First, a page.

The story is about a homeschooling family consisting, so far, of a mom and two young boys, who deliberately spurn many of the modern conveniences we take for granted. I hope you enjoy reading it as much as I enjoy reading your comments. If you’d like to receive the installments on a weekly basis (usually about two or three per week) you can sign up for my newsletter in the blue box below the story.
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Aiden could hear the women chatting from where he sat, cross-legged on the floor with Evan, examining Evan’s deck of cards. Evan’s mom and Aiden’s mom hovered nearby, and new parent-and-kid pods showed up and milled around the Royal Theatre’s locked entrance, with varying degrees of quietness.
“What grade is Aiden up to now?’ asked Lilly Handsome, Evan’s mom. Aiden just called her Miss Lilly. She was easily ten years younger than Mom, but but much like the children of varying ages all around them, they, too, managed to ignore the gaping differences between them, at least for now.
“Aw, who keeps track?” chuckled Mom. “Grades are an artificial construct…”
Aiden had heard this speech before. He zoned out on the cards again for a bit, only half-listening.
“He’s twelve, and Alvin’s eight, if that’s what you’re asking,” Mom concluded.
“Yeah, we just took Sam out of middle school last spring,” said Miss Lilly, letting out a low sigh and shaking her head. “Evan didn’t know what to make of her. Dressing up all in black, like it was Halloween, wondering whether she was bipolar, objecting to the gendered and racial biases implicit in our conversation. She even tried to rip a portrait down, off the wall.”
“Mom, I’m right here,” whined Sam. She slumped against the wall, near us, but not one of us. Aiden felt a sympathetic blush creep over his still baby-clear skin,
“A painting, you mean?” Mom asked. Her eyes showed a flicker of interest now that Art was involved. The sleep shack also served as pottery shed and painting studio, depending on her mood these days.
“Oh yes. We’ve had it forever. It’s from the 1800’s and worth a mint. A family thing, you know. But not from my side of the family. We’re from Up North.” She preened a little.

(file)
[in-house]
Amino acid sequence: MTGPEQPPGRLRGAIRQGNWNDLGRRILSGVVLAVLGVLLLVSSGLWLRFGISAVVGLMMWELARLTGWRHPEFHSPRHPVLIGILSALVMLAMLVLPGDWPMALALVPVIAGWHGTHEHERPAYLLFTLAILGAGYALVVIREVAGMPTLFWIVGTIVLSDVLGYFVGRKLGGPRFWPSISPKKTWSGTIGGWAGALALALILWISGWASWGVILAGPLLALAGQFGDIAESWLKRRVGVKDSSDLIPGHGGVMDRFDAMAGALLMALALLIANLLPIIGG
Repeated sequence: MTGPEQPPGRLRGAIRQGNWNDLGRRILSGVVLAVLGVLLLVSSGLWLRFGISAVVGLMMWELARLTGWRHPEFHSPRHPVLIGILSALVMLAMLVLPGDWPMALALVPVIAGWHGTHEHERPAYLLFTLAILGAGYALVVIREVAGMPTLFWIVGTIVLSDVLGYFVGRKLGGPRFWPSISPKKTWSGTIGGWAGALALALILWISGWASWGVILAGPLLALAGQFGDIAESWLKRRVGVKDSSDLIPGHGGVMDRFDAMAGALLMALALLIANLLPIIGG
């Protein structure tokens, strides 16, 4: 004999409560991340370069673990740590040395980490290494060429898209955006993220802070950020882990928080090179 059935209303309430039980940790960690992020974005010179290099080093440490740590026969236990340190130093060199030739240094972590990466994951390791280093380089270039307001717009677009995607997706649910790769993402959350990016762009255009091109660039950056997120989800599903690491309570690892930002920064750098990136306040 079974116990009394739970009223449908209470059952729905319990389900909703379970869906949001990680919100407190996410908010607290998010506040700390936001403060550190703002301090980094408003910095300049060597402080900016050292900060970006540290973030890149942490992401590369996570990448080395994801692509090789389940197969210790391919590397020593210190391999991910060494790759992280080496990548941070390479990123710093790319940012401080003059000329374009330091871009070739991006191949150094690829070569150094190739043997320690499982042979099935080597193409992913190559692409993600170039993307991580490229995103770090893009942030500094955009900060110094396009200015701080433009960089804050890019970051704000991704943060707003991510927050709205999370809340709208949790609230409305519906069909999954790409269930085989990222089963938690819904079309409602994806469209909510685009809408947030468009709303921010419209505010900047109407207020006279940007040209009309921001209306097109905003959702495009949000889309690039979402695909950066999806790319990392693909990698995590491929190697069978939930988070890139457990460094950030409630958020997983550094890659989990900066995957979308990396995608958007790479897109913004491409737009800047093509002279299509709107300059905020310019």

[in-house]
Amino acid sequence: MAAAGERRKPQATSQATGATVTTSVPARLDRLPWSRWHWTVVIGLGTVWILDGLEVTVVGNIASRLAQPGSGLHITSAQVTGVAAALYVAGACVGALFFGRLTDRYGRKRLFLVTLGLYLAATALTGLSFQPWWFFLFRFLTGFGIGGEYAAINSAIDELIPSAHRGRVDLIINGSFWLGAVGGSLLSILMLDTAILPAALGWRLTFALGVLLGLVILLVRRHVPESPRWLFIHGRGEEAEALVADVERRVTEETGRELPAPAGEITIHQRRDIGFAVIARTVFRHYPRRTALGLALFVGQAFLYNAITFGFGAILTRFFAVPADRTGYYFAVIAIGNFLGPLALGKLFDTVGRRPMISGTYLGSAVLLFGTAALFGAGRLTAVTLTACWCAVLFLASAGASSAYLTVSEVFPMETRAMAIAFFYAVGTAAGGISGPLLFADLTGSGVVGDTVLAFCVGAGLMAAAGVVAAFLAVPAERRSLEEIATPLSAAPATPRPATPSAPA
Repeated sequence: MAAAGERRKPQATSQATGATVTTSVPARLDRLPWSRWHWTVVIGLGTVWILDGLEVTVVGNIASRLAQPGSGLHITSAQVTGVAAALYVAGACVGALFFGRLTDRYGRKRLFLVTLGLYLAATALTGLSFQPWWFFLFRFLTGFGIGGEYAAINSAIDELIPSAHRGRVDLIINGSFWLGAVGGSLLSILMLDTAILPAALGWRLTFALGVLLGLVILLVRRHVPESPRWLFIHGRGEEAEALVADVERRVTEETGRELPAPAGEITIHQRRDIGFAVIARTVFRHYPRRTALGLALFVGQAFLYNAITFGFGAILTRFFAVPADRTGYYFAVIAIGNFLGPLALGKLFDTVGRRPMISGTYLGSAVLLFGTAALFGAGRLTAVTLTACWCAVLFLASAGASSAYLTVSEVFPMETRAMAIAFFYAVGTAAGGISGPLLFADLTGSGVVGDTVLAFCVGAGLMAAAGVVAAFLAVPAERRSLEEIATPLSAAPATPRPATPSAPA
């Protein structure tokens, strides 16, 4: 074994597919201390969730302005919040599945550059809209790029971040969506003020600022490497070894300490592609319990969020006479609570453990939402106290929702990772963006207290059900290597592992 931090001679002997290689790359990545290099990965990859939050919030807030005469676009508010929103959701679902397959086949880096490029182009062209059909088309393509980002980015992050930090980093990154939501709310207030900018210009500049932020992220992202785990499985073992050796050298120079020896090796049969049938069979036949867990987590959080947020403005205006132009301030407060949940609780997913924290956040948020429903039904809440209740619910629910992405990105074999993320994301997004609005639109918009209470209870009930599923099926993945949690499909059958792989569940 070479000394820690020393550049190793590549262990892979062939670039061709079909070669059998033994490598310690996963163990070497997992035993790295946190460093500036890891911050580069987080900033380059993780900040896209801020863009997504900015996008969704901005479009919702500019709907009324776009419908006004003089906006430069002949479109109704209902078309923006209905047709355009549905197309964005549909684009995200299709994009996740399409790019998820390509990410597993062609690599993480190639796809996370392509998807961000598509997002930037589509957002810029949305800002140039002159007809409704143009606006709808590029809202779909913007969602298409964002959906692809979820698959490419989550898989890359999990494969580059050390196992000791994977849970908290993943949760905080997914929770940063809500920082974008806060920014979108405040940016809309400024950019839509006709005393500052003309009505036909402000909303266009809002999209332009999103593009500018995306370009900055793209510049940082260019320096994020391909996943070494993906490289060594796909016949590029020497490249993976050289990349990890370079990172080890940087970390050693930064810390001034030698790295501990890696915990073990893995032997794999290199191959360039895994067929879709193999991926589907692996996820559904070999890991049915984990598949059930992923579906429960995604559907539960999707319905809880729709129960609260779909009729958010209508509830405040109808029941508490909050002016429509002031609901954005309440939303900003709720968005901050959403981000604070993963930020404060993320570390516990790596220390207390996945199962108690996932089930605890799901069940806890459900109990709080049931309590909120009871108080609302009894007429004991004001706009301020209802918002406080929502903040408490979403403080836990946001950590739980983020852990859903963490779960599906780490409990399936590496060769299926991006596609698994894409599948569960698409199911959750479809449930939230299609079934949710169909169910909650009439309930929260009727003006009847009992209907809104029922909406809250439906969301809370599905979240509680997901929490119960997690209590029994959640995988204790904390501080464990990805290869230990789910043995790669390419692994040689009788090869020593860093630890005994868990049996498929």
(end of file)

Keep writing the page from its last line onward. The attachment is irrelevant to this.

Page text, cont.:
“It’s from her father’s side of the family. Henry says it’s one of his relatives from way back. They’ve been in Florida since Creation. His family used to own huge tracts of land around here, once.”
“Chances are, more than just land, if you go back far enough.” Mom made a joke of it, but this was the South, after all. Even Aiden, with his unorthodox education, knew slavery was uncool.
“Exactly,” said Miss Lilly, shading her eyes, which hunted around furtively, to see if any of the other moms were listening. They weren’t.
“It’s a bit primitive in style, almost ugly, with lots of unflattering black and white. Very serious, you know—as if the person, whose portrait it was, wanted to be taken very seriously. It doesn’t exactly warm to you, though. This face from the distant past, judging your every move.”
Miss Lilly was perspiring, positioned as she was, in the full glare of the September sun. In Florida, even North Florida, September was still summer in all respects, and only technically the beginning of Fall. Miss Lilly shuffled a little further under the awning of the portico, to grab some shade. Mom followed, though her olive skin showed no signs of sweating.
“It seems everyone in Sam’s class had to do a biography of a relative. Sam knew the portrait was Emmett Gaudner Jamison, Henry’s great-great-great—I don’t know how many greats. His antebellum grandfather, if you know what I mean.”
“Before the Civil War?” Mom nodded her head, coaxing out more of the story.
“Yes. Landowners as I say.”
“Did they have a plantation?” Mom asked in a fierce whisper. Nobody wanted to admit to those kinds of roots, these days. Even Aiden knew that it was a stain on a family’s past, to have ever owned slaves.
“I’m afraid so,” said Miss Lilly. She looked around hesitantly. “I didn’t know, of course, when I married him. And I thought it was weird, having that out-of-date portrait staring down at our dinner table with a kind of—you know—condemnation, but you can understand, you don’t throw things like that away. You give family heirlooms pride of place…”
“The way I live,” Mom chuckled,” I wouldn’t really know about that.”
Miss Lilly laughed with her. She had never come to visit the bluff, but she had, no doubt, heard stories. Laughing together took the edge off, a bit.
“So—Sam found out?” Mom prompted.
“Yes! Who knew she would be so good at research?” Miss Lilly’s voice returned to a hushed tone that Aiden could barely make out.
“It’s just Google,” Sam drawled.
“Oh my God, she freaked.” Miss Lilly continued, ignoring Sam’s dig, at the clueless older generation. “Ranting and raving. Saying she felt responsible, that it was in her blood, that we were like Germans with a poster of —you know who– on the wall or something!”
Mom turned her glance to Sam, who was studying her black nail polish with rapt attention. Mom nodded, a look of newfound respect in her eyes. “You don’t say.”